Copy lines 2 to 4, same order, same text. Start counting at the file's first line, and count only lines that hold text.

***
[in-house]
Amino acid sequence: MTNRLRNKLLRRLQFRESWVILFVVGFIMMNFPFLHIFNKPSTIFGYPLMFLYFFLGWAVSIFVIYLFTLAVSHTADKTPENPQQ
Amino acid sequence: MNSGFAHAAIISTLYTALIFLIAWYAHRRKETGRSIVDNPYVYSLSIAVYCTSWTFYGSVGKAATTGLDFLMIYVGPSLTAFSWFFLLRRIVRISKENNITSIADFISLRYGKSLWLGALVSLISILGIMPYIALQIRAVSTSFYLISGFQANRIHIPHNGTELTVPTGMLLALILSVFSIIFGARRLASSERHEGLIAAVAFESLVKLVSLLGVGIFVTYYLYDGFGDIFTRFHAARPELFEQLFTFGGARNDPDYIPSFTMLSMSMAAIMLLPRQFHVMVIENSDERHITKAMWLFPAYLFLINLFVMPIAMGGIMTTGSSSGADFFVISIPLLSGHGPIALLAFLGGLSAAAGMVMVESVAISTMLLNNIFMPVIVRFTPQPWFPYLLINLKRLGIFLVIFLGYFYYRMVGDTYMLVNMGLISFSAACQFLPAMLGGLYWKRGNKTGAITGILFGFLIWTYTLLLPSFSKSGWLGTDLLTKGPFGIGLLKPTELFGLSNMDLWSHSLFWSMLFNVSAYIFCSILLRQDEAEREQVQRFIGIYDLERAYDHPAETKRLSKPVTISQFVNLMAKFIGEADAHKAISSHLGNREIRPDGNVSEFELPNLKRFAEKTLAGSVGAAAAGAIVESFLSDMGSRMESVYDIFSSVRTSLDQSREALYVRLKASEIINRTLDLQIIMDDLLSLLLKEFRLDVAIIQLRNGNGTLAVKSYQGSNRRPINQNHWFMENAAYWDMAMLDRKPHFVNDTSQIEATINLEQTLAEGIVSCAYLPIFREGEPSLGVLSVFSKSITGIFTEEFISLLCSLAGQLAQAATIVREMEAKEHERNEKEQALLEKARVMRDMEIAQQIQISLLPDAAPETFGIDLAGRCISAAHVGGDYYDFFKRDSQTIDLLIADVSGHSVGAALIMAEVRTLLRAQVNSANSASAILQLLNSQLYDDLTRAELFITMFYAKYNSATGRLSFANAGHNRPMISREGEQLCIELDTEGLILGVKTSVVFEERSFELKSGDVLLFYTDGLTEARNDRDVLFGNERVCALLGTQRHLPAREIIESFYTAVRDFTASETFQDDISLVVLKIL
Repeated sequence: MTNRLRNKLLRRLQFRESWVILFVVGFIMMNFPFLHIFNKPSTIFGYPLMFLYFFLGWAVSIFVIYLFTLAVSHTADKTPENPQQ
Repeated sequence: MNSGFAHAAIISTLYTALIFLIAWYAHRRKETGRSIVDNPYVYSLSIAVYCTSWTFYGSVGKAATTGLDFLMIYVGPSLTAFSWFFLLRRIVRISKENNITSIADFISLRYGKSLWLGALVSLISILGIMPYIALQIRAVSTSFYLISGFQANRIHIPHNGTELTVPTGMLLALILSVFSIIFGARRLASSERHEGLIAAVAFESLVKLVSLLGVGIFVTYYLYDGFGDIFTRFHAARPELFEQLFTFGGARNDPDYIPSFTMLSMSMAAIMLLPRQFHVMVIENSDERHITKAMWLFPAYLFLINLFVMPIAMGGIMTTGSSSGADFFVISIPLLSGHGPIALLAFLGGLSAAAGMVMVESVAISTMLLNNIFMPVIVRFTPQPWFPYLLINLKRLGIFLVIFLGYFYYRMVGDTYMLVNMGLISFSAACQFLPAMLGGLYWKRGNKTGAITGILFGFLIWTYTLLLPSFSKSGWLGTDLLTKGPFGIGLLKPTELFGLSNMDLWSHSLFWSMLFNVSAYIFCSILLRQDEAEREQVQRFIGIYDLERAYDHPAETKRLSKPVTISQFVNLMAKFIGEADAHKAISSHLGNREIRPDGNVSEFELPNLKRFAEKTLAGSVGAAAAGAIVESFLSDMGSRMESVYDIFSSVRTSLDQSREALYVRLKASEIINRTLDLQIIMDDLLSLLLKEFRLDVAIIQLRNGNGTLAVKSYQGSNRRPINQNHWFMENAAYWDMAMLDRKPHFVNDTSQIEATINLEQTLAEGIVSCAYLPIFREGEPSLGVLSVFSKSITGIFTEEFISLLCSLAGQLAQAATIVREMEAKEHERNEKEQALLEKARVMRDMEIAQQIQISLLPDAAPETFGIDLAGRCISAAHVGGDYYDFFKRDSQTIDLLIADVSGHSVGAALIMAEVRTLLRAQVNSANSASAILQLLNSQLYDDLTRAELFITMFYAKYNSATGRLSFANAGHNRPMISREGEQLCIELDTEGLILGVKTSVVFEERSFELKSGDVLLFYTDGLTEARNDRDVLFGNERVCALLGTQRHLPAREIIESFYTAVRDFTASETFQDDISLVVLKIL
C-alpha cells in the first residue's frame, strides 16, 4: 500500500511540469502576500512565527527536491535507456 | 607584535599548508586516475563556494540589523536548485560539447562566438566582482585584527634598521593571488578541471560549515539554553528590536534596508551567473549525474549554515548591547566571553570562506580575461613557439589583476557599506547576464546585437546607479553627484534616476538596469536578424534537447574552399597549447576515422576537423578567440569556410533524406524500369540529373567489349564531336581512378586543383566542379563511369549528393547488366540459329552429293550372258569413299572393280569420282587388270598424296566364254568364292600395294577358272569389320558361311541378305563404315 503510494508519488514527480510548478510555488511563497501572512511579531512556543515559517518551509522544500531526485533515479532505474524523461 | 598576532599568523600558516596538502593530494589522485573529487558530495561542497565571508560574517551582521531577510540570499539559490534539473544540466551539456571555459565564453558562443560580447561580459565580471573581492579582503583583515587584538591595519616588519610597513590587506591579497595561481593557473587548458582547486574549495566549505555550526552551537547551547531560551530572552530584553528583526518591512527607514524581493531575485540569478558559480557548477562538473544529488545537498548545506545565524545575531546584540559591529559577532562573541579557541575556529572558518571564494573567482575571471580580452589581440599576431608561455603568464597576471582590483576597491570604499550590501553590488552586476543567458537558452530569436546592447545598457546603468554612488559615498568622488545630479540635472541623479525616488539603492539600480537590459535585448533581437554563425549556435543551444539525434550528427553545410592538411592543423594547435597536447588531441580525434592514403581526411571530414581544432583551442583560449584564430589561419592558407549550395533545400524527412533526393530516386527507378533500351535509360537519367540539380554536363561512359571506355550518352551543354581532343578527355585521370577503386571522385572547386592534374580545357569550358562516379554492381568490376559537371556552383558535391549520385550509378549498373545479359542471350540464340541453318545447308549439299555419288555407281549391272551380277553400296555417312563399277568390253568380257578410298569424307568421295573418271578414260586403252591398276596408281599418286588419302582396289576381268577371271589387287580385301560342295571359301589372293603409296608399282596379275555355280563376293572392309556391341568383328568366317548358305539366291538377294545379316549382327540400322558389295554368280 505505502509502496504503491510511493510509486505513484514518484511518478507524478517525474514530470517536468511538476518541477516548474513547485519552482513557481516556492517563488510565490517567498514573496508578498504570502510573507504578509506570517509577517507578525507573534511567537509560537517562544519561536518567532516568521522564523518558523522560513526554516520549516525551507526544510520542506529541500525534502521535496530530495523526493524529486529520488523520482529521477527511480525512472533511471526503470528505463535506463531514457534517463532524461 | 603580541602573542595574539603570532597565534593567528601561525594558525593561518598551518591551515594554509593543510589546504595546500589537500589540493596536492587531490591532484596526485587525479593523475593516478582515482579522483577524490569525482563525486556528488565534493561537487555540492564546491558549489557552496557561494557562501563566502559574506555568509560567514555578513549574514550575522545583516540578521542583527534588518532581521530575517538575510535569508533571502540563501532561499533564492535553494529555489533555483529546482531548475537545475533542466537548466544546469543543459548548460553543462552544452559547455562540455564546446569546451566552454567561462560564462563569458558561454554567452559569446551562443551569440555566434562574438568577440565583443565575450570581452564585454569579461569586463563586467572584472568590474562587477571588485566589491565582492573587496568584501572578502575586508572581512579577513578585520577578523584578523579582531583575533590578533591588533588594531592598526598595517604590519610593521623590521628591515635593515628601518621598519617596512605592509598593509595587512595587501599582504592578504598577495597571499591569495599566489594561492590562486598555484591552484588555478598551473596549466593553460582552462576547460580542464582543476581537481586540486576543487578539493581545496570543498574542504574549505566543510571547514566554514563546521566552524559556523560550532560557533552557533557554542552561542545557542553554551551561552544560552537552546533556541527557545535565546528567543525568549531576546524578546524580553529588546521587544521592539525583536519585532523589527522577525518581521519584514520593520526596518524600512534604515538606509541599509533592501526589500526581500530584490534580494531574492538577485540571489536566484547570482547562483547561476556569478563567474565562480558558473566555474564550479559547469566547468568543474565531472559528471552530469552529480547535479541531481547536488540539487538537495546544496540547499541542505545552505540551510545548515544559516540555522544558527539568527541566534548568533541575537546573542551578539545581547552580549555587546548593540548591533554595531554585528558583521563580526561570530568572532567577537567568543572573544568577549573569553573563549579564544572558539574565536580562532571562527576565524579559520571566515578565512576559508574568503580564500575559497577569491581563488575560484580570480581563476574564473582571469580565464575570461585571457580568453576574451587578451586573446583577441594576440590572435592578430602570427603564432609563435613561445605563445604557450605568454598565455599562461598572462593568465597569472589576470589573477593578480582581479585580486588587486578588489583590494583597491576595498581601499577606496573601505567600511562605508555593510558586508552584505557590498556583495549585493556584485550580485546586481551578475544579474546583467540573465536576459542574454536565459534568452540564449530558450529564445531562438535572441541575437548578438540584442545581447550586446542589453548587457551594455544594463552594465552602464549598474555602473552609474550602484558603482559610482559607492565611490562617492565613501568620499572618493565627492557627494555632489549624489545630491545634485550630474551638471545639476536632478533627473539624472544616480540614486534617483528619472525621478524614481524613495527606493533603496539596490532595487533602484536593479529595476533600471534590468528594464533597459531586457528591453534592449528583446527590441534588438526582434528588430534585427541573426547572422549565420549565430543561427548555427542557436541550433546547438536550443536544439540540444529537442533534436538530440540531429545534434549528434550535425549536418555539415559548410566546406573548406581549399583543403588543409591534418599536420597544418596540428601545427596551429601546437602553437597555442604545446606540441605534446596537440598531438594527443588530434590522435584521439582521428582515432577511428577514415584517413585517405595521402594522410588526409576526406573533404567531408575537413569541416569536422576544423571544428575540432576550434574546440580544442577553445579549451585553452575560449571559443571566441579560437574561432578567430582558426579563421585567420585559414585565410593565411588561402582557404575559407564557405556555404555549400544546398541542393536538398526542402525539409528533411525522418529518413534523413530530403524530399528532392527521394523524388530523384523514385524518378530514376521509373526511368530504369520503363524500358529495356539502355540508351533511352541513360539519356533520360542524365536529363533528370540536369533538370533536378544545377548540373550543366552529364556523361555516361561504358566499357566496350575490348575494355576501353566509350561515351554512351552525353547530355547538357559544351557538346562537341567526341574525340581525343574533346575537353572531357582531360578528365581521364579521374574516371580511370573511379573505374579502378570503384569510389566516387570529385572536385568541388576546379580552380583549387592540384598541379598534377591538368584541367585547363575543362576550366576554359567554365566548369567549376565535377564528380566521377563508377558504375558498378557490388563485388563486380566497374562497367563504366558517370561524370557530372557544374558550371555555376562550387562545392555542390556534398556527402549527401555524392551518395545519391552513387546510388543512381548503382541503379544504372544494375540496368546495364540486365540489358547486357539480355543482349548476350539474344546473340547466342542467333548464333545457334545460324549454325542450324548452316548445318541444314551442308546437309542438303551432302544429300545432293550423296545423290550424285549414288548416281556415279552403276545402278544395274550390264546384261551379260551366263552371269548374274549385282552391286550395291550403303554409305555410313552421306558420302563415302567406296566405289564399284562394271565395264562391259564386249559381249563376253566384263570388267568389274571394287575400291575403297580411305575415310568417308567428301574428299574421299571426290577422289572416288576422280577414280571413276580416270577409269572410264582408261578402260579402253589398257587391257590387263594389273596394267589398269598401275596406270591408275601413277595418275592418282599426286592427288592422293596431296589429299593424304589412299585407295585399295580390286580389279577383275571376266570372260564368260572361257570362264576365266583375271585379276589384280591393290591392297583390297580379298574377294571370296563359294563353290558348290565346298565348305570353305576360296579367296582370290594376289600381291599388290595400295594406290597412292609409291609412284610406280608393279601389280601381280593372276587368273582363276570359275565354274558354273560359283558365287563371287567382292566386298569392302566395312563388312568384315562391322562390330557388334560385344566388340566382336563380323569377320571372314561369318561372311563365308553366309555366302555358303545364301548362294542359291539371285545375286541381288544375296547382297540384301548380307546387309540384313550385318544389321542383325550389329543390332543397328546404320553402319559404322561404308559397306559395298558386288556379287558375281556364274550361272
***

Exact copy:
Amino acid sequence: MTNRLRNKLLRRLQFRESWVILFVVGFIMMNFPFLHIFNKPSTIFGYPLMFLYFFLGWAVSIFVIYLFTLAVSHTADKTPENPQQ
Amino acid sequence: MNSGFAHAAIISTLYTALIFLIAWYAHRRKETGRSIVDNPYVYSLSIAVYCTSWTFYGSVGKAATTGLDFLMIYVGPSLTAFSWFFLLRRIVRISKENNITSIADFISLRYGKSLWLGALVSLISILGIMPYIALQIRAVSTSFYLISGFQANRIHIPHNGTELTVPTGMLLALILSVFSIIFGARRLASSERHEGLIAAVAFESLVKLVSLLGVGIFVTYYLYDGFGDIFTRFHAARPELFEQLFTFGGARNDPDYIPSFTMLSMSMAAIMLLPRQFHVMVIENSDERHITKAMWLFPAYLFLINLFVMPIAMGGIMTTGSSSGADFFVISIPLLSGHGPIALLAFLGGLSAAAGMVMVESVAISTMLLNNIFMPVIVRFTPQPWFPYLLINLKRLGIFLVIFLGYFYYRMVGDTYMLVNMGLISFSAACQFLPAMLGGLYWKRGNKTGAITGILFGFLIWTYTLLLPSFSKSGWLGTDLLTKGPFGIGLLKPTELFGLSNMDLWSHSLFWSMLFNVSAYIFCSILLRQDEAEREQVQRFIGIYDLERAYDHPAETKRLSKPVTISQFVNLMAKFIGEADAHKAISSHLGNREIRPDGNVSEFELPNLKRFAEKTLAGSVGAAAAGAIVESFLSDMGSRMESVYDIFSSVRTSLDQSREALYVRLKASEIINRTLDLQIIMDDLLSLLLKEFRLDVAIIQLRNGNGTLAVKSYQGSNRRPINQNHWFMENAAYWDMAMLDRKPHFVNDTSQIEATINLEQTLAEGIVSCAYLPIFREGEPSLGVLSVFSKSITGIFTEEFISLLCSLAGQLAQAATIVREMEAKEHERNEKEQALLEKARVMRDMEIAQQIQISLLPDAAPETFGIDLAGRCISAAHVGGDYYDFFKRDSQTIDLLIADVSGHSVGAALIMAEVRTLLRAQVNSANSASAILQLLNSQLYDDLTRAELFITMFYAKYNSATGRLSFANAGHNRPMISREGEQLCIELDTEGLILGVKTSVVFEERSFELKSGDVLLFYTDGLTEARNDRDVLFGNERVCALLGTQRHLPAREIIESFYTAVRDFTASETFQDDISLVVLKIL
Repeated sequence: MTNRLRNKLLRRLQFRESWVILFVVGFIMMNFPFLHIFNKPSTIFGYPLMFLYFFLGWAVSIFVIYLFTLAVSHTADKTPENPQQ